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From Pascal Borghino <pborgh...@yahoo.fr>
Subject Re: What am I doing wrong?
Date Thu, 26 Feb 2009 13:13:44 GMT
Hi guys,
just to keep you updated. I ran out of space last time while trying to 
compress my 83Go file...
I re run the test with half the amount of docs, 2.3M

-rw-r--r--  1 root root  24G Feb 26 01:45 test.couch

{"db_name":"test","doc_count":2219598,"doc_del_count":0,"update_seq":2219598,"purge_seq":0,"compact_running":false,"disk_size":25017692071,"instance_start_time":"1235590552047908"}

curl -X POST http://localhost:5984/test/_compact

-rw-r--r--  1 root root  17G Feb 26 13:00 test.couch

it took 3 hours to do the compression.... but we won 7Go back about 
30%... quite big
P.


> Also, 0.8.1 compaction has a hard time compacting big dbs. Trunk is 
> better.
>
> -Damien
>
>
> On Feb 20, 2009, at 12:04 PM, Jan Lehnardt wrote:
>
>>
>> On 20 Feb 2009, at 17:42, Pascal Borghino wrote:
>>
>>> Hi there, I do not have attachments...
>>>
>>> $ ls -lh
>>> -rw-r--r--  1 root root  83G Feb 20 02:40 test.couch
>>> -rw-r--r--  1 root root  23G Feb 20 16:33 test.couch.compact
>>>
>>> $ du -sh
>>> 107G    .
>>>
>>> still... from 19Go to 83Go... huge difference.
>>> P.
>>
>> The fact that there is a .compact file means that compaction
>> is still running (or was aborted). When you restart it, you
>> should see it in the "Status" section of Futon and how far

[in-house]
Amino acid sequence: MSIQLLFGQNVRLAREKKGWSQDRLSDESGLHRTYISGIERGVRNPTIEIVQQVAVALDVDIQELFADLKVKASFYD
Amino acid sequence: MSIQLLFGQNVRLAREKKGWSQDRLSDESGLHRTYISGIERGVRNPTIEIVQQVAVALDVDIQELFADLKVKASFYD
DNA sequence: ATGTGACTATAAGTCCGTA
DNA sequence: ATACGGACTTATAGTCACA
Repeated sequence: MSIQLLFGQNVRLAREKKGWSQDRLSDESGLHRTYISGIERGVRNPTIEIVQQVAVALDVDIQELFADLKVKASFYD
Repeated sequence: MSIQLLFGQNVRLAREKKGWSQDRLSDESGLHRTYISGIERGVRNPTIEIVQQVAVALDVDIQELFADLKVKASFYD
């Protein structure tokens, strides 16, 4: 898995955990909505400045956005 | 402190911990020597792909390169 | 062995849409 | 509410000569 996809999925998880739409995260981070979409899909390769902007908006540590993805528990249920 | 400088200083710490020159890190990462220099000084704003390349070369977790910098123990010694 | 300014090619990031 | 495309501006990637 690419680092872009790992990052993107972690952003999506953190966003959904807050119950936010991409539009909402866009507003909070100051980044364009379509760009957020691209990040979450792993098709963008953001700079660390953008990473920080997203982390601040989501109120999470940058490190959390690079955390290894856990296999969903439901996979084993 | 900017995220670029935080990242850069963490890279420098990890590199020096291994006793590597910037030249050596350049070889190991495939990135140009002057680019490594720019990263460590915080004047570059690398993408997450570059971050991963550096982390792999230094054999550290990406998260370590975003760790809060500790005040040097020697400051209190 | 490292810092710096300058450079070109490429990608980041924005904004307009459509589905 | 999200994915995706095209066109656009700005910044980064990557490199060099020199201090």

>> along it is. Compaction will continue where it left off. Please
>> let us know what the final database file size is when compaction
>> is finished.
>>
>> If you did an insertion of a lot of single documents, quite
>> extensive sparseness can occur. On large imports, do
>> use bulk inserts (see the wiki) or if that is not possible,
>> compact every once in a while during the import.
>>
>> Cheers
>> Jan
>> -- 
>>
>>
>>>
>>>
>>>
>>> Robert Newson a écrit :
>>>> I expect the b-tree wastage is minimal (though not zero).
>>>>
>>>> I've wondered what happens on filesystems that don't support sparse
>>>> files, I assume they'd just be slower and use more disk space. Given
>>>> that the holes vanish after compaction, I suspected a bad calculation
>>>> in the code (couch_db.erl, I think), but I've not found it, it seems
>>>> to do the right thing. HFS+ doesn't support holes but I'm pretty sure
>>>> NTFS does.
>>>>
>>>> Btw, it's mostly around attachments. If you add lots of documents but
>>>> no attachments, ls and df are in close agreement.
>>>>
>>>> B.
>>>>
>>>> On Fri, Feb 20, 2009 at 4:00 PM, Jens Alfke <jens@mooseyard.com> 
>>>> wrote:
>>>>
>>>>> On Feb 20, 2009, at 6:03 AM, Pascal Borghino wrote:
>>>>>
>>>>>
>>>>>> I am currently compacting it... even  if 'Compaction rewrites the

>>>>>> database
>>>>>> file, removing outdated document revisions and deleted 
>>>>>> documents'... no
>>>>>> document should be outdate neither deleted...
>>>>>>
>>>>> In addition to the sparseness of the file, another reason for the 
>>>>> size
>>>>> difference might be obsolete b-tree nodes. The file is 
>>>>> append-only, so any
>>>>> time a b-tree changes, the old nodes remain in the file. If you've 
>>>>> done a
>>>>> large number of individual insertions, that space might be 
>>>>> significant.
>>>>> (Probably not gigabytes, though.)
>>>>>
>>>>>
>>>>> robert.newson@gmail.com wrote:
>>>>>
>>>>>
>>>>>> I find the actual
>>>>>> consumed space is far, far less that 'ls' shows. CouchDB .couch 
>>>>>> files
>>>>>> are very sparse, large gaps of unwritten data, ostensibly to keep
>>>>>> btree and document items separate, but these 'holes' vanish after
>>>>>> compaction, even if you have zero updates and deletes.
>>>>>>
>>>>> Hm. But not all filesystems support sparse files. HFS+, the Mac OS
>>>>> filesystem, doesn't. (Does NTFS?) Is there an option to suppress 
>>>>> the gaps?
>>>>>
>>>>> —Jens
>>>>>
>>>>
>>>>
>>>
>>>
>>>
>>
>
>



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